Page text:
Carlyle spoke against the district's ballot measures at a Jan. 5 town hall meeting in Seattle. Although he said he agreed the state was not meeting the funding needs for special education, another increase in taxes could hurt Seattle's middle class.

"He's worried about Seattle Public Schools asking for essentially 98 percent above the cap, possibly causing a backlash in Olympia against Seattle," the man said. "If the Legislature is going to be done in June, why not go to the voters in November when you know what you can ask for? The senator said a lot, but he is someone who did get 97 percent of the vote, so this is your chance to respond to what an influential member of the Legislature has said."

The comments referred to the district asking to raise the EP&O Levy rate from $57 per $100,000 taxable home value in 2019 to $105 in 2020, even though the Legislature has capped how much a district can collect on local education taxes.

According to its website, the district is hoping the Legislature will make changes to the current education funding formula to allow the district to raise the rate proposed on the February ballot. If the Legislature does not raise the cap, the district will only collect $53 per $100,000 of assessed property value for the EP&O Levy in 2020 instead of the asked $105.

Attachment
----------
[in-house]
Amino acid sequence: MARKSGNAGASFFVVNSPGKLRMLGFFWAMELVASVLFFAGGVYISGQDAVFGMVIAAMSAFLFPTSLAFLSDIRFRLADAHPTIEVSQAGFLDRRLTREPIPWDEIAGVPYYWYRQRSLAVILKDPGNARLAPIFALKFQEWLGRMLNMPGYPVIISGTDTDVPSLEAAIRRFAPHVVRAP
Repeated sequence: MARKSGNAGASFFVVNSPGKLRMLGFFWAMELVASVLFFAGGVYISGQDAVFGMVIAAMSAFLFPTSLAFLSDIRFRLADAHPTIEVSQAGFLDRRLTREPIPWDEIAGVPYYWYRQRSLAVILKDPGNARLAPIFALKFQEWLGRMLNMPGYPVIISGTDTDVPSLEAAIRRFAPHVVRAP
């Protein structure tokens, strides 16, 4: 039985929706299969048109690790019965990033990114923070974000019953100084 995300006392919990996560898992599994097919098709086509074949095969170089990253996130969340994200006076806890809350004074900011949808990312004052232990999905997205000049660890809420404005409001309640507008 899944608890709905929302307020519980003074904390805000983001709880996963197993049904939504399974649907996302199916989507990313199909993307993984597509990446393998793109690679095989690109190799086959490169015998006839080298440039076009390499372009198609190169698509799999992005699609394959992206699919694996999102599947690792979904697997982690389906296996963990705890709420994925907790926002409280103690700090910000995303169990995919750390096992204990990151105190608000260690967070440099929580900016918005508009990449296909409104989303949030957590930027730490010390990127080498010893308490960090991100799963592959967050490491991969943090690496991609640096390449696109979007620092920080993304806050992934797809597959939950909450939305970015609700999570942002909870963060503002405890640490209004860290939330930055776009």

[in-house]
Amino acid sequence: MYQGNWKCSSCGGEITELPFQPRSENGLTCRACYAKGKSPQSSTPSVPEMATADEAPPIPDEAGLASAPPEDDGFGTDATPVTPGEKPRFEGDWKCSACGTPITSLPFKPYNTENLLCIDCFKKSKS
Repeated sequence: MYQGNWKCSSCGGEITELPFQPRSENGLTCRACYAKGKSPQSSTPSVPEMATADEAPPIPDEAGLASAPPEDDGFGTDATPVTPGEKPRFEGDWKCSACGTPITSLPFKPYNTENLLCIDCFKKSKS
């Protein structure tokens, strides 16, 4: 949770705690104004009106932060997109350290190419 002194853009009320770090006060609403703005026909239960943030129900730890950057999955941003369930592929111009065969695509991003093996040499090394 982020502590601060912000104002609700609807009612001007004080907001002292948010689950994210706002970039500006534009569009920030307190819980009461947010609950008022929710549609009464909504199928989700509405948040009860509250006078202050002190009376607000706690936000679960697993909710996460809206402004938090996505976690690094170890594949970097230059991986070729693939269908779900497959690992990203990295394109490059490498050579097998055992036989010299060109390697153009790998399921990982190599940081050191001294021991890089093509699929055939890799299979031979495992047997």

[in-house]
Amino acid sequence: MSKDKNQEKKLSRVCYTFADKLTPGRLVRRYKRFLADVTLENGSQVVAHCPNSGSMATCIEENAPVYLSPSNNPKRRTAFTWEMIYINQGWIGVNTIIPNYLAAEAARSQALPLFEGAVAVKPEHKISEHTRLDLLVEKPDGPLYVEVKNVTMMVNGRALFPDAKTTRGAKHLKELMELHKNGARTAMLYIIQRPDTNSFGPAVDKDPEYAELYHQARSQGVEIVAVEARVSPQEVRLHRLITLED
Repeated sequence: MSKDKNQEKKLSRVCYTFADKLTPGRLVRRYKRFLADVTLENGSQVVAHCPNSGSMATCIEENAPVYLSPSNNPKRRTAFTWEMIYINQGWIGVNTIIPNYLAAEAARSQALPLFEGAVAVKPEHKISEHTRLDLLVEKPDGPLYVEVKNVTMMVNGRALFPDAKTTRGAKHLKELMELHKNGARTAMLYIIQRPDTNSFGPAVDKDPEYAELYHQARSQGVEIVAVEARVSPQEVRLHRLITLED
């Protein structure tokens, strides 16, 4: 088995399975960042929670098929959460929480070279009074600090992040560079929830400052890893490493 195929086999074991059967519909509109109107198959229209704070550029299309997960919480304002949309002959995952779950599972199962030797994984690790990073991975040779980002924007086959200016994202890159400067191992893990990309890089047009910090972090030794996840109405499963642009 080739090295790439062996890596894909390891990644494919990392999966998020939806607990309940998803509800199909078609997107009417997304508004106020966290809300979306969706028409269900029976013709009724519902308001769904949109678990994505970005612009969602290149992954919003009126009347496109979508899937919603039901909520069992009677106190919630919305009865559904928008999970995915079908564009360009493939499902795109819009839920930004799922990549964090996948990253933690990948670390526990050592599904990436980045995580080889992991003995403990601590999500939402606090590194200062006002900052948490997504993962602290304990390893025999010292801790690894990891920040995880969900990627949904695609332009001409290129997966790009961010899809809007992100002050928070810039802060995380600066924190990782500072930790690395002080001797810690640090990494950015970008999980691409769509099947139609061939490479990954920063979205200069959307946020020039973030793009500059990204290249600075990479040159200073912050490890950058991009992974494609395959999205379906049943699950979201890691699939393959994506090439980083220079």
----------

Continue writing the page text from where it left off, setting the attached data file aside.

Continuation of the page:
Berge said district leaders have debated the issue "hotly" with the senator and that discussions are still "ongoing."

"The rest of our legislators are supporting what we are asking for," Berge said. "While we would love to believe we are going to get special education funding or any extra funding, this is our way of having a backup plan. We only collect what the state allows. They are in the driver seat. They took it down too far."

Berge told the crowd Gov. Jay Inslee's budget proposal lifts the cap back up.

"We would be ready if those legislative proposals are passed," Berge said. "So we are planning ahead."

A special education teacher asked Berge if schools that are not on the top of the levy projects list would receive any additional funding for needs that include a sensory gym or more transportation.

"I have students right now who have to take Ubers home," she said.

Berge gave a direct answer.

"There will be no sensory stuff," Berge said. "Transportation has been an issue for us but it's an issue for many districts. We can't find enough drivers or find places to stage the buses."

The district plans to collect $271.3 million in 2020, $271.7 million in 2021 and $272 million in 2022 from the EP&O Levy.

Planning for the BEX V Capital Levy began in early 2016. A study of the district’s facilities names eight schools, which are aging and require the biggest updates: Rainier Beach High School, Mercer International Middle School, Alki Elementary, Kimball Elementary, Montlake Elementary, Northgate Elementary, John Rogers Elementary and Viewlands Elementary.

The meeting lasted for just an hour, but additional information about the levies is available on the district's website.